Deir el Bahri

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Deir el Bahri


a complex of ancient buildings near the city of Thebes in Egypt. In 1881 the French Egyptologist G. Maspero discovered a hiding place here with the mummies of some of the pharaohs of the New Kingdom. Systematic excavations were conducted from 1893 to 1898 and from 1903 to 1908 (E. Navil, Switzerland), from 1911 to 1931, with interruptions (Metropolitan Museum of Art, USA), and from 1961 to 1966 (K. Michałowski, Poland).

The excavations uncovered the remains of two mortuary temples partially carved into the cliffs. One was the temple of Pharaoh Mentuhotep I (21st century B.C.), which was enclosed by a colonnade and topped with a pyramid. The other was the mortuary temple of Queen Hatshepsut (designed by Senenmut, beginning of the 15th century B.C.). Hatshepsut’s temple was constructed on three terraces with proto-Doric porticoes. The terraces were joined by ramps. In the porticoes, in the hypostyle located at the foot of the cliffs, and in the sanctuaries adjoining the hypostyle, numerous sculptures were found, including statues of Queen Hatshepsut, as well as reliefs depicting the expedition to the country of Punt and other scenes. Deir el Bahri is also the site of the ensemble of the mortuary temple of Thutmose III (15th century B.C.). Many inscriptions on plates, graffiti, and papyri have been found there.


Mat’e, M. E. Iskusstvo-Drevnego Egipta. Moscow-Leningrad, 1961.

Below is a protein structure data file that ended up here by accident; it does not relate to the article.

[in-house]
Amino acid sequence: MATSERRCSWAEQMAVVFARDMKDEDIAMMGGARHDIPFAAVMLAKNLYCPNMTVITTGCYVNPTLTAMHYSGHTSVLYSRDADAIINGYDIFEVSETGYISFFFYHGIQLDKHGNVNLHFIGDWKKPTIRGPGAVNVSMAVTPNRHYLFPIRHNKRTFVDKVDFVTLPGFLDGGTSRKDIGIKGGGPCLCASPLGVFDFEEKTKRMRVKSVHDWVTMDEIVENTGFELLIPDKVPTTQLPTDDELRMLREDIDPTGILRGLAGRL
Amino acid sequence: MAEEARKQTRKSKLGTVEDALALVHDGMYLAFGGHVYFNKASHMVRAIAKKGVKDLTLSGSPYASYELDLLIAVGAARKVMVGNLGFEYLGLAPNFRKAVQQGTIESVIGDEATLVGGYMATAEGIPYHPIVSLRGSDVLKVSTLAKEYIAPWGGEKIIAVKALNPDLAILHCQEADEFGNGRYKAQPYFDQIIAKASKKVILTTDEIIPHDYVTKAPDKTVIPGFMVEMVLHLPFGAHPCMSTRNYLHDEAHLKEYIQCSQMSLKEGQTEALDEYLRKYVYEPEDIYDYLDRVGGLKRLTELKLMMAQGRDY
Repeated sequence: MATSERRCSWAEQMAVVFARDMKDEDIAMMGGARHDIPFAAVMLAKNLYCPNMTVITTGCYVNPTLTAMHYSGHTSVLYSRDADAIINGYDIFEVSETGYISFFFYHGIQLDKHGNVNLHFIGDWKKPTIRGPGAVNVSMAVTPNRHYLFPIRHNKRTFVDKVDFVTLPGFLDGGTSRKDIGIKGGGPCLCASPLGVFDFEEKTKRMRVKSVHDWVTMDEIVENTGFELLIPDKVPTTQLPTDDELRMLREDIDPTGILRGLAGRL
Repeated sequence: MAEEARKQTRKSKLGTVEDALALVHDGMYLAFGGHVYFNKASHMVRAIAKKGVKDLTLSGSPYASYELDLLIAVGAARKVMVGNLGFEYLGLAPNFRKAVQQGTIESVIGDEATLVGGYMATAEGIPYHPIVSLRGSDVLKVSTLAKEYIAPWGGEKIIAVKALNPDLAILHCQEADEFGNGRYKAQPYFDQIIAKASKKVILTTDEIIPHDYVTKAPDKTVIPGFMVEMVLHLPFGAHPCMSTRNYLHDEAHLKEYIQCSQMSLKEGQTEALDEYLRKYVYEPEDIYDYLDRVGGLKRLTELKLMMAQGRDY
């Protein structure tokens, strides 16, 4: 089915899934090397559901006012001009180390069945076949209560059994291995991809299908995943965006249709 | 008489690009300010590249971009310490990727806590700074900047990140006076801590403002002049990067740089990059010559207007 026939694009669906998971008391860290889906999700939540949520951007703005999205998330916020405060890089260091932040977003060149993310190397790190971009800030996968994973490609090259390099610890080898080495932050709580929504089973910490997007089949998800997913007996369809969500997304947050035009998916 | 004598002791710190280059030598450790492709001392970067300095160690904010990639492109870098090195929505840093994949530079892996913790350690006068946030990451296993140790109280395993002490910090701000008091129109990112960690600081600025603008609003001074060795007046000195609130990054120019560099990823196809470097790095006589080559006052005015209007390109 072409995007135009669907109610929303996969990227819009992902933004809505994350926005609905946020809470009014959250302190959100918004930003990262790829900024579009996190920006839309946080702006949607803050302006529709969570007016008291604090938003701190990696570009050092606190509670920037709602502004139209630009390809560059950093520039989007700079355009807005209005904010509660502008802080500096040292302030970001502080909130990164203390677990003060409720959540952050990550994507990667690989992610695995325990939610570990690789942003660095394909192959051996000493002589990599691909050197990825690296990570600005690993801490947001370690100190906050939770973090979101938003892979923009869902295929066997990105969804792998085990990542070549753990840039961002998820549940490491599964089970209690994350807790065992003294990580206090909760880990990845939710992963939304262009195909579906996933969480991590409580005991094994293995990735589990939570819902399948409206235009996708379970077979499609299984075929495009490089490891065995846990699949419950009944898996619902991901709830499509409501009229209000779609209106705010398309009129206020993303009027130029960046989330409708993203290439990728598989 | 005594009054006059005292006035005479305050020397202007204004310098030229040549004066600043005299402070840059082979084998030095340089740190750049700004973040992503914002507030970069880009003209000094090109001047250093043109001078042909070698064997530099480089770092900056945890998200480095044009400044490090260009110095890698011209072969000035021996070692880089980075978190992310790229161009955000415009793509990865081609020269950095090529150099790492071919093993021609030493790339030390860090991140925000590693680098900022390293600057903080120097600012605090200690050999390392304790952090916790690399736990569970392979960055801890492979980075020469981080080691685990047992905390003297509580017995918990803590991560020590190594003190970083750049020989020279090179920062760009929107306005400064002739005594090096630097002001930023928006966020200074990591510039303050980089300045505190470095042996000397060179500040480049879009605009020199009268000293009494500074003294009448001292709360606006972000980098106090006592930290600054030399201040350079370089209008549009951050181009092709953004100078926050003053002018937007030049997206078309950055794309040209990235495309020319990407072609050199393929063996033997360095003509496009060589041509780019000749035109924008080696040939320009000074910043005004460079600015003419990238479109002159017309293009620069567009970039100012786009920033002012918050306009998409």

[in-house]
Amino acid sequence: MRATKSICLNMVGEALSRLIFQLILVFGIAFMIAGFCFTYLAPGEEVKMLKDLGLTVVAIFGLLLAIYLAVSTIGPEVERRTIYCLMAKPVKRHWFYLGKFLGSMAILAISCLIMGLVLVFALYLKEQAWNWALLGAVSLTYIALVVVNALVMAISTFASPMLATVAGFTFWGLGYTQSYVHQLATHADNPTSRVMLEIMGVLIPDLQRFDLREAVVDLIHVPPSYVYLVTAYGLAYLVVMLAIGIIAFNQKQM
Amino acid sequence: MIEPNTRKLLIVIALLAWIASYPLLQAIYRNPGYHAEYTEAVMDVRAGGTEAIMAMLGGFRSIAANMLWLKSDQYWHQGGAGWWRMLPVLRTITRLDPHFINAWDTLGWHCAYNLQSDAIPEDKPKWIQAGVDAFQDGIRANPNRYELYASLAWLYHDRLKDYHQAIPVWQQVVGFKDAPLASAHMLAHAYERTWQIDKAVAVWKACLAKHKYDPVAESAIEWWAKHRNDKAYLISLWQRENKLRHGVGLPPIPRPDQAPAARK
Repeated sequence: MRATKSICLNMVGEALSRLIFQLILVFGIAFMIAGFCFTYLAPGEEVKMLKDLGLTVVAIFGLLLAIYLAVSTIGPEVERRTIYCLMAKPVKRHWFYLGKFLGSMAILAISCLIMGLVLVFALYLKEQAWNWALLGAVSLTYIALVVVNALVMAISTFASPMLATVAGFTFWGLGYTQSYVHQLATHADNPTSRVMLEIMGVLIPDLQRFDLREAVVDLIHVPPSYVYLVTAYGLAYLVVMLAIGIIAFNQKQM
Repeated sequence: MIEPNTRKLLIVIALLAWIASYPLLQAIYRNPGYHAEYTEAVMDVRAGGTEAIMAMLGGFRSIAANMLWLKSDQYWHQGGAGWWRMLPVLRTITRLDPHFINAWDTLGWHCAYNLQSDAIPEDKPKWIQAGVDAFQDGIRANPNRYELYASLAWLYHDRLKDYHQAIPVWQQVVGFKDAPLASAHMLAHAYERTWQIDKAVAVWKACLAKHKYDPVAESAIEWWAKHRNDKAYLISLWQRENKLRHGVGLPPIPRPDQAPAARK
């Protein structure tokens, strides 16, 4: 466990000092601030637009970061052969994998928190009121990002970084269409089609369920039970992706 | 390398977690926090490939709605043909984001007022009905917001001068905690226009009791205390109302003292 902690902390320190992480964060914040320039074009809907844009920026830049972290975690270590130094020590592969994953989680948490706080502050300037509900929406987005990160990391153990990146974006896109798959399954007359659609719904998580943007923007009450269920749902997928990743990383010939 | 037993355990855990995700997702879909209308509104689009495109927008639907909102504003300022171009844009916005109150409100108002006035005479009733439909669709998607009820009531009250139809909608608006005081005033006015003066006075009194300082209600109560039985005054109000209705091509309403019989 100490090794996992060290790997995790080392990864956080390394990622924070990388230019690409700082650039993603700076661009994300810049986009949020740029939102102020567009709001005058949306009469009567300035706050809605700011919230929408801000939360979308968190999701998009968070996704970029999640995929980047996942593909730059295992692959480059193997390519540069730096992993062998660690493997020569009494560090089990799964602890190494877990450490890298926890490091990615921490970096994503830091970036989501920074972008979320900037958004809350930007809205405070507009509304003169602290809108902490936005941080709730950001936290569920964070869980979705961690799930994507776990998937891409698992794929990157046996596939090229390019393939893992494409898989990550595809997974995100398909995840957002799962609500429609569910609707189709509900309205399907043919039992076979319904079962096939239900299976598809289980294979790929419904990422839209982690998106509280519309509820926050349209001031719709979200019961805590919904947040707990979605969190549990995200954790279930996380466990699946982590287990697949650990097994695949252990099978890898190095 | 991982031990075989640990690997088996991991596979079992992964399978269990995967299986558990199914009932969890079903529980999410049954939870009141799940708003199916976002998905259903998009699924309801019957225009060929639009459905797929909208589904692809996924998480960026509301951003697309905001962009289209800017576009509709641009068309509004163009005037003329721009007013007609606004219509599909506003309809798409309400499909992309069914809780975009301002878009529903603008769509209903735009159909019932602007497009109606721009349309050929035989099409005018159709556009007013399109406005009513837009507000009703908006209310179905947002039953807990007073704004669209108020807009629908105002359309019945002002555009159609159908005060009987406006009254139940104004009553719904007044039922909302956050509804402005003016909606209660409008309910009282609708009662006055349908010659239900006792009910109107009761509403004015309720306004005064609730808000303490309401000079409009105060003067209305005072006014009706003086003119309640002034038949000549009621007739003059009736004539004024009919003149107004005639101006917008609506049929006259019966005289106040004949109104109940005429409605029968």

Winlock, H. E. Excavations at Deir el Bahri 1911–1931. New York, 1942.
Leclant, J. “Fouilles et travaux en Egypte et au Soudan.” Orientalia, Nova series, 1964–67, no. 33–36.


References in periodicals archive ?
The earliest surviving rendition of the divine birth clearly comes from Hatshepsut's memorial temple at Deir el-Bahri.
Hatshepsut and her ka at Deir el-Bahri, and was likely unique to each pharaoh (20).
The best-known piece in this category would be Hatshepsut's Temple at Deir el-Bahri, familiar to anyone who enrolls in the survey of the history of early art.
Hatshepsut was one of the most prolific builder pharaohs of ancient Egypt, commissioning hundreds of construction projects; however the masterpiece of Hatshepsut's building projects was her mortuary temple complex at Deir el-Bahri, which is considered to be among the great buildings of the ancient world, it was designed and implemented by Senemut on a site on the West Bank of the Nile River near the entrance to the Valley of the Kings.
Deir el-Bahri, the modern name for the site of Hatshepsut's funerary complex, is on the west bank (and not the east bank) of the Nile, opposite the important ancient site of Waset (which the Greeks called 'Thebes', and which modern Egyptians call 'Luxor').
Among them are Hatshepsut's terraced temple at Deir el-Bahri and Rameses II's Ramesseum.
Separate entries are provided for each of the most important sites, covering monuments as diverse as the Step pyramid of Djoser (the world's first significant stone building), the tombs of the Valley of the Kings, Hatshepsut's mortuary temple at Deir el-Bahri and the great Ptolemaic temples that line the Upper Nile.
In the New Kingdom room, the lucky visitor may get to see the beautiful speos (cave temple) of Hathor from Deir el-Bahri, built by Thutmose III, and a statue of the cow goddess from the same site dedicated by his son Amenhotep II, who suckles at Hathor's udder.
Hatshepsut, the Egyptian Queen was an exception by supervising the construction of the mortuary temple at Deir el-Bahri, which is the only example of a large-scale stone architectural monument built by a woman ruler.
The tomb of Senenmut, at Deir el-Bahri, includes astral symbolism normally reserved for pharaohs on the ceiling of the rock-cut sepulcher of Queen Hatshepsut's architect and chief counselor.
Deir el-Bahri was Hatshepsut's mortuary temple where she could be worshipped after her death.
The adventure is recorded on the walls of the queen's masterpiece, the great temple in the cliffs of Deir el-Bahri in western Thebes, the modern Luxor.